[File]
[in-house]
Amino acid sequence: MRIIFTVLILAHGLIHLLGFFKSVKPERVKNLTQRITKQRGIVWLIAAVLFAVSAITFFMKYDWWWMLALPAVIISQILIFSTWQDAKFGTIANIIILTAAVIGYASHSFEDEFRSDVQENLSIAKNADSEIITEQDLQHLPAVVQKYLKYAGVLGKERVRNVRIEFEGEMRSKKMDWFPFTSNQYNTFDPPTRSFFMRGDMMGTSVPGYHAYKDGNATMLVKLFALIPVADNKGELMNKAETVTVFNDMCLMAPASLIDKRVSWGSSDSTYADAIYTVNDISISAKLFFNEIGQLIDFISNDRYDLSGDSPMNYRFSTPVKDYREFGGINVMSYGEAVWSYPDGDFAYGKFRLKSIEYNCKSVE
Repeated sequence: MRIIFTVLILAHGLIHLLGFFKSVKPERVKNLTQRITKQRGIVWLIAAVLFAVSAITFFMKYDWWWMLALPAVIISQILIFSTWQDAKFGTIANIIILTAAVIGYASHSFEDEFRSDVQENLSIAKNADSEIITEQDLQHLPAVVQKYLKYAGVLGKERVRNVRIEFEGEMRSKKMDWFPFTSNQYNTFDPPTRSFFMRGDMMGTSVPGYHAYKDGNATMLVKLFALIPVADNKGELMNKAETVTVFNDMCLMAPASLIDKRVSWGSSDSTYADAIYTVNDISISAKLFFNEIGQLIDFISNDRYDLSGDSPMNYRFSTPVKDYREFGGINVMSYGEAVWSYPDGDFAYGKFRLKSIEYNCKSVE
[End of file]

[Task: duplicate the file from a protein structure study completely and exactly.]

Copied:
[in-house]
Amino acid sequence: MRIIFTVLILAHGLIHLLGFFKSVKPERVKNLTQRITKQRGIVWLIAAVLFAVSAITFFMKYDWWWMLALPAVIISQILIFSTWQDAKFGTIANIIILTAAVIGYASHSFEDEFRSDVQENLSIAKNADSEIITEQDLQHLPAVVQKYLKYAGVLGKERVRNVRIEFEGEMRSKKMDWFPFTSNQYNTFDPPTRSFFMRGDMMGTSVPGYHAYKDGNATMLVKLFALIPVADNKGELMNKAETVTVFNDMCLMAPASLIDKRVSWGSSDSTYADAIYTVNDISISAKLFFNEIGQLIDFISNDRYDLSGDSPMNYRFSTPVKDYREFGGINVMSYGEAVWSYPDGDFAYGKFRLKSIEYNCKSVE
Repeated sequence: MRIIFTVLILAHGLIHLLGFFKSVKPERVKNLTQRITKQRGIVWLIAAVLFAVSAITFFMKYDWWWMLALPAVIISQILIFSTWQDAKFGTIANIIILTAAVIGYASHSFEDEFRSDVQENLSIAKNADSEIITEQDLQHLPAVVQKYLKYAGVLGKERVRNVRIEFEGEMRSKKMDWFPFTSNQYNTFDPPTRSFFMRGDMMGTSVPGYHAYKDGNATMLVKLFALIPVADNKGELMNKAETVTVFNDMCLMAPASLIDKRVSWGSSDSTYADAIYTVNDISISAKLFFNEIGQLIDFISNDRYDLSGDSPMNYRFSTPVKDYREFGGINVMSYGEAVWSYPDGDFAYGKFRLKSIEYNCKSVE